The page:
Short-Segment Pedicle Instrumentation of Thoracolumbar Burst Fractures: Does Transpedicular Intracorporeal Grafting Prevent Early Failure?
A prospective, randomized study comparing two treatment methods for thoracolumbar burst fractures: short-segment instrumentation with transpedicular grafting and the same procedure without transpedicular grafting.Objective.
To evaluate the efficacy of transpedicular grafting in preventing failure of short-segment fixation for the treatment of thoracolumbar burst fractures.Summary of Background Data.
Short-segment pedicle instrumentation for thoracolumbar burst fractures is known to fail early because of the absence of anterior support. Additional transpedicular grafting has been offered as an alternative to prevent this failure. However, there is controversy about the results of transpedicular grafting.Methods.
Twenty patients with thoracolumbar burst fractures were included in the study. The inclusion criterion was the presence of fractures through the T11–L3 vertebrae without neurologic compromise. The patients were randomized by a simple method into two groups. Group 1 patients were treated using short-segment instrumentation with transpedicular grafting (TPG) (n = 10), and Group 2 patients were treated by short-segment fixation alone (NTPG) (n = 10). Clinical (Likert’s questionnaire) and radiologic (sagittal index, percentage of anterior body height compression, and local kyphosis) outcomes were analyzed.Results.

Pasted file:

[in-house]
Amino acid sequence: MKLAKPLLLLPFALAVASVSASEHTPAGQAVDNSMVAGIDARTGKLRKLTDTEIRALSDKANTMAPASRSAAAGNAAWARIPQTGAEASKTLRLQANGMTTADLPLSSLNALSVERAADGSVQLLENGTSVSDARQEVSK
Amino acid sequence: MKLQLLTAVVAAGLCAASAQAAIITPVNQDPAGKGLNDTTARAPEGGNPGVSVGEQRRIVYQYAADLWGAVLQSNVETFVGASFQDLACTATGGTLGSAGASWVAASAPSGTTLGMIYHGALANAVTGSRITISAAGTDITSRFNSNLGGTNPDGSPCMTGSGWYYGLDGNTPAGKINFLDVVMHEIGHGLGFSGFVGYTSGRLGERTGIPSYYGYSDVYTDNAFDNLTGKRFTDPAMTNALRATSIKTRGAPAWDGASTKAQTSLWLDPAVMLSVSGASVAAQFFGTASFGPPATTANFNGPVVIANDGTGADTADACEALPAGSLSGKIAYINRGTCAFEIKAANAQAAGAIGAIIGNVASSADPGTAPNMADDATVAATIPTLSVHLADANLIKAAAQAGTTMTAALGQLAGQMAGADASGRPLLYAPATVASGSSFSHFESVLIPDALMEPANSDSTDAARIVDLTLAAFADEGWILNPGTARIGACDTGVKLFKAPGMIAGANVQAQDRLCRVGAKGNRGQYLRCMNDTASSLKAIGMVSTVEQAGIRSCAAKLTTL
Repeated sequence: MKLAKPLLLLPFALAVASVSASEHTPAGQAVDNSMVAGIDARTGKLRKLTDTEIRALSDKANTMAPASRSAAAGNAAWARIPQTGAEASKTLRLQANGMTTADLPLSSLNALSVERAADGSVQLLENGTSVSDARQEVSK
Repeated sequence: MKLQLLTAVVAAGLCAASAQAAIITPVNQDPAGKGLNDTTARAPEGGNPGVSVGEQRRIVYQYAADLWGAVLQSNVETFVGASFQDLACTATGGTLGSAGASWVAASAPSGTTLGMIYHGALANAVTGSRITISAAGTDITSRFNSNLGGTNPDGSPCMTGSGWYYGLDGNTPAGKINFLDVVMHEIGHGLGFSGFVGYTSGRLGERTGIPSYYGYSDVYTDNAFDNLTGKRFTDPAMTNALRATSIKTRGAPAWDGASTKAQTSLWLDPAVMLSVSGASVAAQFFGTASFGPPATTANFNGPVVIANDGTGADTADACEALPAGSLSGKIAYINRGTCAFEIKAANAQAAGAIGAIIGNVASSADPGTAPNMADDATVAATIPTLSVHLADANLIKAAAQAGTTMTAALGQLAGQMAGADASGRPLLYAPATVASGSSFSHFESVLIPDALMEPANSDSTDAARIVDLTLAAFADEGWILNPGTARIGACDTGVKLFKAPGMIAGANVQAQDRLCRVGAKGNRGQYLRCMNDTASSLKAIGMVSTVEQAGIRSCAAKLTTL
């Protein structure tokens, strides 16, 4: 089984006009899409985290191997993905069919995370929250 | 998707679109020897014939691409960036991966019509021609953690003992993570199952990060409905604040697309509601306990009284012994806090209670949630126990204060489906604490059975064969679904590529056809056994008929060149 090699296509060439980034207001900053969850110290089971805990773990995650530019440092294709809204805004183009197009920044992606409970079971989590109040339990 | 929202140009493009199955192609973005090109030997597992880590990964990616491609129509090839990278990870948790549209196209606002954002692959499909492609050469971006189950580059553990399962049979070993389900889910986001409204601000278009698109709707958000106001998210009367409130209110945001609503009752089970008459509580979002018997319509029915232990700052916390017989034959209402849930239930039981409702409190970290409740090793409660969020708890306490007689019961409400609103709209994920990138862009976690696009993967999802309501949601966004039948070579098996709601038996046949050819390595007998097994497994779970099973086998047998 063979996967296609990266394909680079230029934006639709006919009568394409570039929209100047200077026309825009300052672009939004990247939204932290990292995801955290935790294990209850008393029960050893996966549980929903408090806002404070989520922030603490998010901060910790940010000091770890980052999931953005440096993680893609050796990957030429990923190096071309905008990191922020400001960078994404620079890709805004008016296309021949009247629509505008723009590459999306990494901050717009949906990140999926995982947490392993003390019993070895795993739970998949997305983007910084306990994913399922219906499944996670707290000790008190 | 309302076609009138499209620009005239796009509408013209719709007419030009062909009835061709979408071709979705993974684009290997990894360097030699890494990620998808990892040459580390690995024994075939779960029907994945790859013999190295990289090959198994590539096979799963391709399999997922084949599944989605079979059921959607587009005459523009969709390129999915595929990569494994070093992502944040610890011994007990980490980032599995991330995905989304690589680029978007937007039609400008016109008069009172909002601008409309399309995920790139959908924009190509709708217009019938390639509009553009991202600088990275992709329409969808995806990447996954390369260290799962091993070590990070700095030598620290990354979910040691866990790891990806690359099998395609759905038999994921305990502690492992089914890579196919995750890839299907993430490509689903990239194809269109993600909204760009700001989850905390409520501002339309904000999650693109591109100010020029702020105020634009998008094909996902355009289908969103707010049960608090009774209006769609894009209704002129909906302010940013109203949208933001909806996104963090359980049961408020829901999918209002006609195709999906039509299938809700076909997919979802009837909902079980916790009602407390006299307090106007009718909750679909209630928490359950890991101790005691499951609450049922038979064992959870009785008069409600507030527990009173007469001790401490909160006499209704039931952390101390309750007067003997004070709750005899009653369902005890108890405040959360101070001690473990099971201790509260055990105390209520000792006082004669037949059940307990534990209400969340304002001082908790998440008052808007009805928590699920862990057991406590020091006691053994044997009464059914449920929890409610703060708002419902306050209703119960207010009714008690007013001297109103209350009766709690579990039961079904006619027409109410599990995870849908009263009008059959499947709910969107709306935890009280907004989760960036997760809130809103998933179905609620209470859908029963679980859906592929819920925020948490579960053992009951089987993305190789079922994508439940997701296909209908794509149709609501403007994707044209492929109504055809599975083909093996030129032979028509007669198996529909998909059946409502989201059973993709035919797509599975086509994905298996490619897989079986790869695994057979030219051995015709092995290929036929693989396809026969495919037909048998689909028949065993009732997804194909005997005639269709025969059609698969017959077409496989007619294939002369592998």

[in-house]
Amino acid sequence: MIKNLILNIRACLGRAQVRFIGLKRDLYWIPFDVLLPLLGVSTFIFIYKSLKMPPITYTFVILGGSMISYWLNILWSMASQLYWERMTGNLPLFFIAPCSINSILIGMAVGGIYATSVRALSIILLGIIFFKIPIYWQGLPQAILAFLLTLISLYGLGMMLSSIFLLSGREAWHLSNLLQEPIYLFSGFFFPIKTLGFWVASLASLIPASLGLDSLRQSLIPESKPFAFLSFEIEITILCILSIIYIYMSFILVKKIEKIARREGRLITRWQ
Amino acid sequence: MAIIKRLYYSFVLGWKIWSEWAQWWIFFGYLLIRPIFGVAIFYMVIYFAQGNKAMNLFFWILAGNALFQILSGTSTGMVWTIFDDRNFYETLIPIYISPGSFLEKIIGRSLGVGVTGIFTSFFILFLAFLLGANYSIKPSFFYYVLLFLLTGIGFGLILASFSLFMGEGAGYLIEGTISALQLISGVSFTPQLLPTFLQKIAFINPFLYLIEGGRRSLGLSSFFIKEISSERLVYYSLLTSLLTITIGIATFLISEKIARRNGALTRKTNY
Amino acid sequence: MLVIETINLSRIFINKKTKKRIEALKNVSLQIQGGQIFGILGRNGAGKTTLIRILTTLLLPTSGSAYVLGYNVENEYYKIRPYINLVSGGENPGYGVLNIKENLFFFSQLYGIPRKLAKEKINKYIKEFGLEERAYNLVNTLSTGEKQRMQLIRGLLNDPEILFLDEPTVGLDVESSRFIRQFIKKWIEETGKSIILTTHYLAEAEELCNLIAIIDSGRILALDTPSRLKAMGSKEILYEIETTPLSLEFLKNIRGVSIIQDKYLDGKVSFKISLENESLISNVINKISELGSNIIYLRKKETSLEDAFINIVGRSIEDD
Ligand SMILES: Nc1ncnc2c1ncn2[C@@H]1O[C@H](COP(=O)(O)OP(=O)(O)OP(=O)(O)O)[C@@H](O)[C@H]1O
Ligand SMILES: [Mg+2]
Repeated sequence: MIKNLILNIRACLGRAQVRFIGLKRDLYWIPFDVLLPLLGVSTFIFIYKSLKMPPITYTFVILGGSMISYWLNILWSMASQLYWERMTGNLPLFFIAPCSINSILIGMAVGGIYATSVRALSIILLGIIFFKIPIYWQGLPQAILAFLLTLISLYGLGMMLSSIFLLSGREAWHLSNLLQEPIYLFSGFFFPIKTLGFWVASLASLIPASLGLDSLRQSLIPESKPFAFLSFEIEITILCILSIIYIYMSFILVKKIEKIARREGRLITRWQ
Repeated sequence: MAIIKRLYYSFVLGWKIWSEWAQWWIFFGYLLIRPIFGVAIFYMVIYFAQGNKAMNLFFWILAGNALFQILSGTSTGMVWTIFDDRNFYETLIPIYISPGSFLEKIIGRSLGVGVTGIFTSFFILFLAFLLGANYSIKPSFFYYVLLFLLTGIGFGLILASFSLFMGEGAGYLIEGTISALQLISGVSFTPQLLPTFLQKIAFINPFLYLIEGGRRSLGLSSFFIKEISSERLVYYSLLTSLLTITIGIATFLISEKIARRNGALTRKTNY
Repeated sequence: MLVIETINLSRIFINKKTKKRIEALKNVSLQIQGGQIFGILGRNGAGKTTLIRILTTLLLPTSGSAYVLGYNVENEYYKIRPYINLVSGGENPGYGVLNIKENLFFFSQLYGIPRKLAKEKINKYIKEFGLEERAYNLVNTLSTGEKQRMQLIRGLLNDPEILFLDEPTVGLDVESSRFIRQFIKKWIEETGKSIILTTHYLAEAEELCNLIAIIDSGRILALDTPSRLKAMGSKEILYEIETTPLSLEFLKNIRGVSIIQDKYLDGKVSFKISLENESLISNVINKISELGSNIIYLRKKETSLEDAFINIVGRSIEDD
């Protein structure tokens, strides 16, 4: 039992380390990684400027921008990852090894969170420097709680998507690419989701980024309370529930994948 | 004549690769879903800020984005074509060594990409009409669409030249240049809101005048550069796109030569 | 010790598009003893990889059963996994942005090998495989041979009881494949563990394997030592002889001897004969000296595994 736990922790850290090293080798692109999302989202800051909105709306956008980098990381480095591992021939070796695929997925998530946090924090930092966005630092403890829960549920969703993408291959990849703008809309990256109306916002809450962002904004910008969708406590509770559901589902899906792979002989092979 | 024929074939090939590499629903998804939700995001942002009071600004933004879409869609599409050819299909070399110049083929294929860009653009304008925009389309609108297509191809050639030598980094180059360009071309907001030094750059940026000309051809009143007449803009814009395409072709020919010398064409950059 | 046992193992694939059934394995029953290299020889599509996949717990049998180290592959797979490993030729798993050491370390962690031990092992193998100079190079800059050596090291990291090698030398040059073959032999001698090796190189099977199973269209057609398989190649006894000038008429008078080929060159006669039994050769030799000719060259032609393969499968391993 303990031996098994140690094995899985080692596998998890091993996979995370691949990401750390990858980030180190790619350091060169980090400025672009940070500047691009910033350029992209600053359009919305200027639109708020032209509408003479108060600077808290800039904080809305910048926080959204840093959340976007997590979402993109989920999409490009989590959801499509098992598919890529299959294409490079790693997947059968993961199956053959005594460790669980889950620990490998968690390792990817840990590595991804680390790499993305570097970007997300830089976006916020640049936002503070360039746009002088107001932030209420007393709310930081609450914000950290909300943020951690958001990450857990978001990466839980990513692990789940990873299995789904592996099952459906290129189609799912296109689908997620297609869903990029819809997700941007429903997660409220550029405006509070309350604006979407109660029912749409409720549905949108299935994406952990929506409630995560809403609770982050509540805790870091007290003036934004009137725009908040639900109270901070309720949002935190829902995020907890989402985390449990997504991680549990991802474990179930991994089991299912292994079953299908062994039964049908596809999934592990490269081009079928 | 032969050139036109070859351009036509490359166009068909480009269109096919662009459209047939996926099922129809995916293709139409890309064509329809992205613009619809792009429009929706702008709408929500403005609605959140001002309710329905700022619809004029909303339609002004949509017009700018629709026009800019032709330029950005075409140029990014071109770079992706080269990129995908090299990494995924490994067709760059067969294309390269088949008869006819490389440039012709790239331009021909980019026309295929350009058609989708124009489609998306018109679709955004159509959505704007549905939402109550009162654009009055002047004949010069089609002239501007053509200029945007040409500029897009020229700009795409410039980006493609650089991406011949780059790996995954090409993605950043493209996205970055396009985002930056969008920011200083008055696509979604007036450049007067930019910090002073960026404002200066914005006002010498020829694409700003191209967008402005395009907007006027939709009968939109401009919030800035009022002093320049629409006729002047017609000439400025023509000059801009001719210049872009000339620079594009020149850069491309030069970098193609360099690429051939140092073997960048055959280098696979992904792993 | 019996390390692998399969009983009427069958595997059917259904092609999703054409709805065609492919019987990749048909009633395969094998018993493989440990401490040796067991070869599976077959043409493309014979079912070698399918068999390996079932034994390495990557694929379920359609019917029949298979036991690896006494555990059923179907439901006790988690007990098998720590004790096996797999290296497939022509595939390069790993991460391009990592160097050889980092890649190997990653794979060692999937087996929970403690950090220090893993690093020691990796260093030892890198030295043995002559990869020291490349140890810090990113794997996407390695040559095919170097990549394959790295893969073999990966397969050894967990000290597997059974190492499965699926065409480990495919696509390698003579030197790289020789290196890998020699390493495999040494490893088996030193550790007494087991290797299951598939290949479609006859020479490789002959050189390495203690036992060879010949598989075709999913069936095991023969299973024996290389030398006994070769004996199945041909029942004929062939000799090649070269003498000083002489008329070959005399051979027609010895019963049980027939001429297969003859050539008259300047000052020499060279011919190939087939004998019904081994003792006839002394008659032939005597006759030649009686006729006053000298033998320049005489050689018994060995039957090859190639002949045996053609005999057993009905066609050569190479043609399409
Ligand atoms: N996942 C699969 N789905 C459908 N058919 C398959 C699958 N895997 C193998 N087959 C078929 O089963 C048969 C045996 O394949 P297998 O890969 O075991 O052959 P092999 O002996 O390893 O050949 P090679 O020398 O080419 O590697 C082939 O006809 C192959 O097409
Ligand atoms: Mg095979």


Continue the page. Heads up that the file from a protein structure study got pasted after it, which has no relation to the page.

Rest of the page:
The two groups were similar in age, follow-up period, and severity of the deformity and fracture. The postoperative and follow-up sagittal index, percentage of anterior body height compression, and average correction loss in local kyphosis in both groups were not significantly different. The failure rate, defined as an increase of 10° or more in local kyphosis and/or screw breakage, was also not significantly different (TPG = 50%, NTPG = 40%, P = 0.99).Conclusions.
Short-segment transpedicular instrumentation of thoracolumbar burst fractures is associated with a high rate of failure that cannot be decreased by additional transpedicular intracorporeal grafting.